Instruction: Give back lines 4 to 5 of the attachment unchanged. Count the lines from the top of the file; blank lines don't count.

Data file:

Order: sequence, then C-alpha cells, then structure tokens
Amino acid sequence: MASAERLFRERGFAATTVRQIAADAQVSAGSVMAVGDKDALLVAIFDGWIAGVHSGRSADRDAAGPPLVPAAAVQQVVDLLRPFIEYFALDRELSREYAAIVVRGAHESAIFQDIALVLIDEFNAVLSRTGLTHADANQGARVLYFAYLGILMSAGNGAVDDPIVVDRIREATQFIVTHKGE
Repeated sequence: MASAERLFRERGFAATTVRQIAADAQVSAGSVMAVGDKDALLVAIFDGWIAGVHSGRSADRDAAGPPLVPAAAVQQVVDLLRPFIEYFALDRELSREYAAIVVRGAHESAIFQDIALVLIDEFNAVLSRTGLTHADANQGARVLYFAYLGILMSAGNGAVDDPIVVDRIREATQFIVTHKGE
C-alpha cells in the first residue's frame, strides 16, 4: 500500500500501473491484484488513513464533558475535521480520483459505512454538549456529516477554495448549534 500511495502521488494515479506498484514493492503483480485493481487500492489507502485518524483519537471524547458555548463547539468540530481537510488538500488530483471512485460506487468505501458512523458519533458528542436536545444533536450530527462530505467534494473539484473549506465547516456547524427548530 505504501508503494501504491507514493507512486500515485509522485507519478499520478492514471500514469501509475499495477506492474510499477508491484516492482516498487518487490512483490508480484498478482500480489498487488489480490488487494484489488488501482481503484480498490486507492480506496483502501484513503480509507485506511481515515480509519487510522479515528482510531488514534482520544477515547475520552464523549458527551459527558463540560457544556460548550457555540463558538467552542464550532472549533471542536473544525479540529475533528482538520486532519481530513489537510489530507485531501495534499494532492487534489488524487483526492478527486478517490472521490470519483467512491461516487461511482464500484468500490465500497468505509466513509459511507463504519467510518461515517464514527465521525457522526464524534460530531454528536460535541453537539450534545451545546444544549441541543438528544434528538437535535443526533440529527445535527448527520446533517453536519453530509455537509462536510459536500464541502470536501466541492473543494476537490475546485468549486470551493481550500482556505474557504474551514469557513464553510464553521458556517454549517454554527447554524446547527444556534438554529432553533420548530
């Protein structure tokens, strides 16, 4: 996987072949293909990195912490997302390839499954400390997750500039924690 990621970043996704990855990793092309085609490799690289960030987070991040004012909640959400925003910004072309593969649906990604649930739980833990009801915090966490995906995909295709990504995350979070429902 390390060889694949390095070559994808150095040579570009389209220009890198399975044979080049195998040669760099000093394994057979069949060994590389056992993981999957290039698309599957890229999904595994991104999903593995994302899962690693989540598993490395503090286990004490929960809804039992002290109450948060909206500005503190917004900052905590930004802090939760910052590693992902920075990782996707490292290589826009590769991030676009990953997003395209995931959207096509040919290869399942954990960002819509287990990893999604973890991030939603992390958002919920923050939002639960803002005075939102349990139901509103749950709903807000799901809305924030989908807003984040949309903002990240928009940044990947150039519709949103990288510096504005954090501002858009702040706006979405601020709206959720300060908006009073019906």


C-alpha cells in the first residue's frame, strides 16, 4: 500500500500501473491484484488513513464533558475535521480520483459505512454538549456529516477554495448549534 500511495502521488494515479506498484514493492503483480485493481487500492489507502485518524483519537471524547458555548463547539468540530481537510488538500488530483471512485460506487468505501458512523458519533458528542436536545444533536450530527462530505467534494473539484473549506465547516456547524427548530 505504501508503494501504491507514493507512486500515485509522485507519478499520478492514471500514469501509475499495477506492474510499477508491484516492482516498487518487490512483490508480484498478482500480489498487488489480490488487494484489488488501482481503484480498490486507492480506496483502501484513503480509507485506511481515515480509519487510522479515528482510531488514534482520544477515547475520552464523549458527551459527558463540560457544556460548550457555540463558538467552542464550532472549533471542536473544525479540529475533528482538520486532519481530513489537510489530507485531501495534499494532492487534489488524487483526492478527486478517490472521490470519483467512491461516487461511482464500484468500490465500497468505509466513509459511507463504519467510518461515517464514527465521525457522526464524534460530531454528536460535541453537539450534545451545546444544549441541543438528544434528538437535535443526533440529527445535527448527520446533517453536519453530509455537509462536510459536500464541502470536501466541492473543494476537490475546485468549486470551493481550500482556505474557504474551514469557513464553510464553521458556517454549517454554527447554524446547527444556534438554529432553533420548530
């Protein structure tokens, strides 16, 4: 996987072949293909990195912490997302390839499954400390997750500039924690 990621970043996704990855990793092309085609490799690289960030987070991040004012909640959400925003910004072309593969649906990604649930739980833990009801915090966490995906995909295709990504995350979070429902 390390060889694949390095070559994808150095040579570009389209220009890198399975044979080049195998040669760099000093394994057979069949060994590389056992993981999957290039698309599957890229999904595994991104999903593995994302899962690693989540598993490395503090286990004490929960809804039992002290109450948060909206500005503190917004900052905590930004802090939760910052590693992902920075990782996707490292290589826009590769991030676009990953997003395209995931959207096509040919290869399942954990960002819509287990990893999604973890991030939603992390958002919920923050939002639960803002005075939102349990139901509103749950709903807000799901809305924030989908807003984040949309903002990240928009940044990947150039519709949103990288510096504005954090501002858009702040706006979405601020709206959720300060908006009073019906």